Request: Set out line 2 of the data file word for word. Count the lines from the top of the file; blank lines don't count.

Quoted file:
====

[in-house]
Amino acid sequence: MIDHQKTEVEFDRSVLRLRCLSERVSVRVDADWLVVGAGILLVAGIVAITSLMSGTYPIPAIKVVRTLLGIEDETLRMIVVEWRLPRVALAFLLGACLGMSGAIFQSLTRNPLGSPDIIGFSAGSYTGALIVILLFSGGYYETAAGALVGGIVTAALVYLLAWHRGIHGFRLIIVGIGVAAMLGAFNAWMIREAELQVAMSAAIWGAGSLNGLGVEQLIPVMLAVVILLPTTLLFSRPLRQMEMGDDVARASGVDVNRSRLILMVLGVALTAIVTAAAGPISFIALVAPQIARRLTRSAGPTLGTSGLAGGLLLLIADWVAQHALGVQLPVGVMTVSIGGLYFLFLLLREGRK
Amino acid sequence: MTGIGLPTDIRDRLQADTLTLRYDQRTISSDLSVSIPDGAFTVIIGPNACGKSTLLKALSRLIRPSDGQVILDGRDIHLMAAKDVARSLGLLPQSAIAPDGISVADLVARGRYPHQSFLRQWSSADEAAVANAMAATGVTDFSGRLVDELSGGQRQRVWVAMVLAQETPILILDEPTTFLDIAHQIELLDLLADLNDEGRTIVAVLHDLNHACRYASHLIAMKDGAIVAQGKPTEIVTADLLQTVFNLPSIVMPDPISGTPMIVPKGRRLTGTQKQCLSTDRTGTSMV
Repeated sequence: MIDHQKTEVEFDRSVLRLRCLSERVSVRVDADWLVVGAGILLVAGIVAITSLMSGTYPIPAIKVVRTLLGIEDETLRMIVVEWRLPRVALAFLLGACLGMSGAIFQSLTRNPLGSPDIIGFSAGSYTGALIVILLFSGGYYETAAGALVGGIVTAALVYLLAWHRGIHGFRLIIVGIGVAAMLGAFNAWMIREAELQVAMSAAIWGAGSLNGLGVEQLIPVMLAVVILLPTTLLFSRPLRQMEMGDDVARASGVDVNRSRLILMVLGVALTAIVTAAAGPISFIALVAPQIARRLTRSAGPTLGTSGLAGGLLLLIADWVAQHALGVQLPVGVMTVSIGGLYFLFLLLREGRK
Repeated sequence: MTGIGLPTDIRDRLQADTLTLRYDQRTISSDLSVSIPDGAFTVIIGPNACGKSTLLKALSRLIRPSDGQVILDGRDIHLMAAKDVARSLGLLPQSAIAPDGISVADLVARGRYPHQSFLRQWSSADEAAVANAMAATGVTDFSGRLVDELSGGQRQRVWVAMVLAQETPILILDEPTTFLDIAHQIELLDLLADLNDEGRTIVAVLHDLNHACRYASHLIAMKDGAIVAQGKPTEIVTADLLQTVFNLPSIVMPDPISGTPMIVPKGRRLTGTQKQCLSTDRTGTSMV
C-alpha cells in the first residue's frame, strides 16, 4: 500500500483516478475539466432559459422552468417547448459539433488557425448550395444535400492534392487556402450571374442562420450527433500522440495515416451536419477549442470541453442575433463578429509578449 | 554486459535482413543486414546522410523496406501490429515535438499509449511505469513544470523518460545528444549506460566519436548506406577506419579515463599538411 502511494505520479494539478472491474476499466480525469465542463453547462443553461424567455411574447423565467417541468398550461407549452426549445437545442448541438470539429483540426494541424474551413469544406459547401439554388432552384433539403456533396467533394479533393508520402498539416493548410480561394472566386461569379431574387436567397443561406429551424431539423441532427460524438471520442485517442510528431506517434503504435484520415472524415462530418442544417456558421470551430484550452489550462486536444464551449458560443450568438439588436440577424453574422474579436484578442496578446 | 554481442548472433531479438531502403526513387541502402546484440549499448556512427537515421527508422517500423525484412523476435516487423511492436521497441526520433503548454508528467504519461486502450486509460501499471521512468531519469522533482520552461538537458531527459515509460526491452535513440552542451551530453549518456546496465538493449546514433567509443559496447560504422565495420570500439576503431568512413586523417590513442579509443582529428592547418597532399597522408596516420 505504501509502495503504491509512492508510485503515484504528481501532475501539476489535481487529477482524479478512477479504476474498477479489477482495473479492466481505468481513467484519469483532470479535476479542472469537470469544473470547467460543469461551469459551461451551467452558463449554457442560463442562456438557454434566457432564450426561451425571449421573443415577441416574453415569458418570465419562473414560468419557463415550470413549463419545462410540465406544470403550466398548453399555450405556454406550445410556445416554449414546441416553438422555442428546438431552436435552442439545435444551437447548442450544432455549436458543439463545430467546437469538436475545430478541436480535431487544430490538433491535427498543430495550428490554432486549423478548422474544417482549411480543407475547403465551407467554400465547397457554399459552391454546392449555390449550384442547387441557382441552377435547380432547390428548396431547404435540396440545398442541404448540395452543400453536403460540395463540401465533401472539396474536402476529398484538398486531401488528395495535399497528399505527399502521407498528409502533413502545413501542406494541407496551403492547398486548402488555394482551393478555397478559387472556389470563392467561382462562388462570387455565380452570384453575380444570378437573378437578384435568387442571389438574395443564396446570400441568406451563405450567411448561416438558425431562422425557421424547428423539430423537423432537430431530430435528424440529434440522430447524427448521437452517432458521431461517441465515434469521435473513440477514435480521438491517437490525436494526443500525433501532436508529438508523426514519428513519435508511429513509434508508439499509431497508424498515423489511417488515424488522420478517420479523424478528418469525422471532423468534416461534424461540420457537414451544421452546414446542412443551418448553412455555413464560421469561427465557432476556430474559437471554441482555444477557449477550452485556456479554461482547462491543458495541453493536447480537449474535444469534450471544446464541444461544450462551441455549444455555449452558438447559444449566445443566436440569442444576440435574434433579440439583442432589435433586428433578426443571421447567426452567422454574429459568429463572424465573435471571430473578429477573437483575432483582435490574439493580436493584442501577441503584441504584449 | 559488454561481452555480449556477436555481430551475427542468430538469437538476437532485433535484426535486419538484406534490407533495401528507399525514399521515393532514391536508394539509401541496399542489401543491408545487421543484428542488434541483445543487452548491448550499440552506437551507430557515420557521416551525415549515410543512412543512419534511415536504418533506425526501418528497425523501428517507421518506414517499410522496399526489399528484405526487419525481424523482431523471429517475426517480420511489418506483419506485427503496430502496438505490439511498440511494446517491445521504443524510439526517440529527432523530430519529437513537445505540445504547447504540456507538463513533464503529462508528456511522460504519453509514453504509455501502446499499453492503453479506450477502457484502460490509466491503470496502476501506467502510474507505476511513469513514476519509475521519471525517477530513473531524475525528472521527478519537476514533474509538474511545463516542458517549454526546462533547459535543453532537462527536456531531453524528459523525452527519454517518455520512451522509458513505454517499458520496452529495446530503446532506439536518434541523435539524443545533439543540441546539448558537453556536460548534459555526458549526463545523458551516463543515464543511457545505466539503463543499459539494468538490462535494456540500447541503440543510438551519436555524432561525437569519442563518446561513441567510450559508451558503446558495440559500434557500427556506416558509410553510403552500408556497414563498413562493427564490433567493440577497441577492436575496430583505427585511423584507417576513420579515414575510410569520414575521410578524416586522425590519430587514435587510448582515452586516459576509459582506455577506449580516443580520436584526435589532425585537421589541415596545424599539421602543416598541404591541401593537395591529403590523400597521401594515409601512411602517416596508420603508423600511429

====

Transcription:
Amino acid sequence: MIDHQKTEVEFDRSVLRLRCLSERVSVRVDADWLVVGAGILLVAGIVAITSLMSGTYPIPAIKVVRTLLGIEDETLRMIVVEWRLPRVALAFLLGACLGMSGAIFQSLTRNPLGSPDIIGFSAGSYTGALIVILLFSGGYYETAAGALVGGIVTAALVYLLAWHRGIHGFRLIIVGIGVAAMLGAFNAWMIREAELQVAMSAAIWGAGSLNGLGVEQLIPVMLAVVILLPTTLLFSRPLRQMEMGDDVARASGVDVNRSRLILMVLGVALTAIVTAAAGPISFIALVAPQIARRLTRSAGPTLGTSGLAGGLLLLIADWVAQHALGVQLPVGVMTVSIGGLYFLFLLLREGRK